“We had to preserve and push that traditional hip-hop dance.”

© Frankie Perez

“We got stuck in this idea, where there’s always this discussion, ‘Why do the b-girls dress like that?’ The guys would be like, ‘Do you think we want them to dress like that? Because we don’t want them to look like men,'” Asia One said. “And we’re like, ‘We don’t care what we’re supposed to look like.’ Hearing stuff like that was like… We don’t stumble over how to look like you want.”

“We’ve always felt ok if we wanted to wear lipstick,” Asia One continued. “I used to wear a lot of lipstick when I was broken. I liked the way I looked with lipstick and a big old hat and whatever. I wasn’t worried about that. For me, I was representing myself and dancing that certain way.”

Asia One freezes and points to the camera

Asia One freezes

© Maria Jose Govea/Red Bull Content Pool

B-Girls show the essence of dance by moving differently than men, entering and exiting transitions.

Asia One explained: “B-Girls show the essence of dance by moving differently than men, entering and exiting transitions. B-boys often use their muscles to execute their moves, while b-girls use different hip swings and shoulder movements to expertly capture the spirit of the dance.”

“We’re seeing a big focus on physicality in the sense of I have a coach now or I have a street coach,” Asia One continued. “We invest in ourselves in areas that help us grow and fully support our dance So, we [the older generation] did not; We just broke up,” she added. “That’s all we did. We weren’t exactly fitness people before; we were dancers. And I think now; we are really straddling the lineage of athletic individuals who dance.”

On the way to opportunity:

B girl Isis, Red Bull BC One USA 2021 Champion, described how women are gaining power in the breaking scene as more options are available to them and men. “We women are powerful, and I think the level is going up more and more, and that’s because the opportunities are coming not just for men, but for women, too,” she said.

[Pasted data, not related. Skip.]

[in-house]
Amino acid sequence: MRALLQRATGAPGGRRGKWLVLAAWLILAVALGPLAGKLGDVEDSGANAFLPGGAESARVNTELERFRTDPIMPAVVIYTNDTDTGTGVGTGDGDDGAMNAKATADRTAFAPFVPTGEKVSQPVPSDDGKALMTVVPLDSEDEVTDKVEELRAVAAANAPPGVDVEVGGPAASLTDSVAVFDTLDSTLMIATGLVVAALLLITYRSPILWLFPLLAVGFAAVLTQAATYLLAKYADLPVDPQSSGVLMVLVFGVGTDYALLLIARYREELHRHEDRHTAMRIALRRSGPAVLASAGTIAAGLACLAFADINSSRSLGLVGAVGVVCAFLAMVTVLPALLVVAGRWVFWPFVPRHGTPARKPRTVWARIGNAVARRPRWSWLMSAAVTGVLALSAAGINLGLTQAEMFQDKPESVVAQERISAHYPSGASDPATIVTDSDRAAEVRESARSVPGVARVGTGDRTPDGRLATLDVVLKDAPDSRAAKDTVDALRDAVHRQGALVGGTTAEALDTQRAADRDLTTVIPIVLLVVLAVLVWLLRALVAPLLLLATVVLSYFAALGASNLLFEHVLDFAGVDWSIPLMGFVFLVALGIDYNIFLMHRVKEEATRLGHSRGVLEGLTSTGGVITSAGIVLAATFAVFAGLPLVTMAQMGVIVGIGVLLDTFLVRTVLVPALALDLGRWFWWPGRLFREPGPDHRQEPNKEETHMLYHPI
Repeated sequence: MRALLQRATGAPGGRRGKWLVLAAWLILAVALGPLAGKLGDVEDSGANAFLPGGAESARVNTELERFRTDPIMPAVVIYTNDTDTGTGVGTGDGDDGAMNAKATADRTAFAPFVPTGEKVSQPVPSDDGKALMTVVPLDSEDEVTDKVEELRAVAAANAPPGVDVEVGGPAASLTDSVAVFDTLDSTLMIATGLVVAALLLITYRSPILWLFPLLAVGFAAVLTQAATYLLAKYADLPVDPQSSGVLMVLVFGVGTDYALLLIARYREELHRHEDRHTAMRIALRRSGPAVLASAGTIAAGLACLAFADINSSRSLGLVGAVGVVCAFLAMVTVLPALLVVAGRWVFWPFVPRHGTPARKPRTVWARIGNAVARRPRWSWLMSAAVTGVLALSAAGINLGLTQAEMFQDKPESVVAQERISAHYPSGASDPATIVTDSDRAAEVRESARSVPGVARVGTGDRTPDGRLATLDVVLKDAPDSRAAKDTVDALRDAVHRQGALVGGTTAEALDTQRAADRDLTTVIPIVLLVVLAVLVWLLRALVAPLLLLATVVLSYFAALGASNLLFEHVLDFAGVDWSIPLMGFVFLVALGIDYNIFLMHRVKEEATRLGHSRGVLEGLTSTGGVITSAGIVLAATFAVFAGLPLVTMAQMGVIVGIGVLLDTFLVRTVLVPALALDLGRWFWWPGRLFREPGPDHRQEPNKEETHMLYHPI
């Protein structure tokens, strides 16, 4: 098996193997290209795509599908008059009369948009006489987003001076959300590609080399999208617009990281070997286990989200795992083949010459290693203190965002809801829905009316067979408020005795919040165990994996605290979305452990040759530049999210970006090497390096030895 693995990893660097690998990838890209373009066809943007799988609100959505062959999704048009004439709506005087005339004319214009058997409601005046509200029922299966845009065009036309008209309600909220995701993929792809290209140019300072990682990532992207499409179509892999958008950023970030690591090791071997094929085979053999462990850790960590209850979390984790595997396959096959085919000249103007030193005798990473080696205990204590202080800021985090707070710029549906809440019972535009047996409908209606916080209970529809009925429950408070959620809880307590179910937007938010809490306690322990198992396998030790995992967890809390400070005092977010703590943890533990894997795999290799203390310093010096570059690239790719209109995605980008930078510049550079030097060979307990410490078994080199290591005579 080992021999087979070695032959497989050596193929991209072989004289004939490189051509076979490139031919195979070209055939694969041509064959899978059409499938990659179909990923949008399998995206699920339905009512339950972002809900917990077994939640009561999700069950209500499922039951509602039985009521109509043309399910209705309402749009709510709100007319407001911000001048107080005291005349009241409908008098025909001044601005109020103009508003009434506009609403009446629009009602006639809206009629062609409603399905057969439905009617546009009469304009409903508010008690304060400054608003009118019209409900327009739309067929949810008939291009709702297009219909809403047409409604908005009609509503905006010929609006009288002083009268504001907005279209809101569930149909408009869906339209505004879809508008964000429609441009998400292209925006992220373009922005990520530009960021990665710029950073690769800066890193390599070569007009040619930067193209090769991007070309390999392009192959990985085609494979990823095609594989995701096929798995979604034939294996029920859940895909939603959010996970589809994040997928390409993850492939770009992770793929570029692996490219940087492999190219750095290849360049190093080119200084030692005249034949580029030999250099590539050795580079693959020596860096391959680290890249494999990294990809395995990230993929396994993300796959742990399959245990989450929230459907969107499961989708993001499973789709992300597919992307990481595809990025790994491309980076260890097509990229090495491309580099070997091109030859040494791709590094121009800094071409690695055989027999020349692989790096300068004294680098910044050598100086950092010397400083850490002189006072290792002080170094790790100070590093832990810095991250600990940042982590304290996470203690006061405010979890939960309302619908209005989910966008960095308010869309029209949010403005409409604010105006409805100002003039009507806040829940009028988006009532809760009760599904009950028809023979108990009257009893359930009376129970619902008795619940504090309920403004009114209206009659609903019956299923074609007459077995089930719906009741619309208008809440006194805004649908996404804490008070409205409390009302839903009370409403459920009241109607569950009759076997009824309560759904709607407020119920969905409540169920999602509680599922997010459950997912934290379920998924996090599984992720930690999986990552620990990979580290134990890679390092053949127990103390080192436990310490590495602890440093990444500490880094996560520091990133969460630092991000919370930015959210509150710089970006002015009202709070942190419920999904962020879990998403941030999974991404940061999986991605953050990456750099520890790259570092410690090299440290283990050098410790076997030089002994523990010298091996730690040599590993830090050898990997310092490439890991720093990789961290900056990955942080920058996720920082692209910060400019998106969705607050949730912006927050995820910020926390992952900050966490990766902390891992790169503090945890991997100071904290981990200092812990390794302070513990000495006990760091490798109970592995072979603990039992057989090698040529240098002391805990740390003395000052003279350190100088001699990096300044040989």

Red Bull BC One B-Girl Brunch

Red Bull BC One B-Girl Brunch

© Maria Jose Govea

competitor B-Girl KT shared a similar sentiment. “I think breaking is very male-dominated and as a woman it can be difficult to deal with,” she said. “If I could give you some advice [to aspiring dancers]it would be to stand your ground, train hard and not be afraid to take up space.
Breaking will make its official world debut as an Olympic discipline in Paris in 2024. The Bronx-born art form will be judged in two separate competitions, one for men and one for women, in which 16 b-boys and 16 b-girls will compete in “spectacular one-on-one matches” that Committee of the Paris Olympic Games Approved.

“Skills are skills, right? They are just skills. And now we really realize that we’ve come a long way in this dance as well, where it’s still a very subjective dance,” Asia One said. “I think we have to admit that – me as someone who dances and who judges it – it’s a super subjective dance that’s complicated when you put it into a sport form or an Olympic form.”

Red Bull BC One B-Girl Brunch

Red Bull BC One B-Girl Brunch

© Maria Jose Govea

“Women can easily outperform a man in a competition and win. I’m not saying ‘easy’, I’m just saying it’s a 50/50 shot and you could just do it,” explained Asia One. “I think that’s encouraging too. We can pave our own ways and roads, but we are actually equal to men in what we do. And that’s strong. It’s not really about gender. It’s about the art forms. So it’s important to recognize that. These are not male art forms.”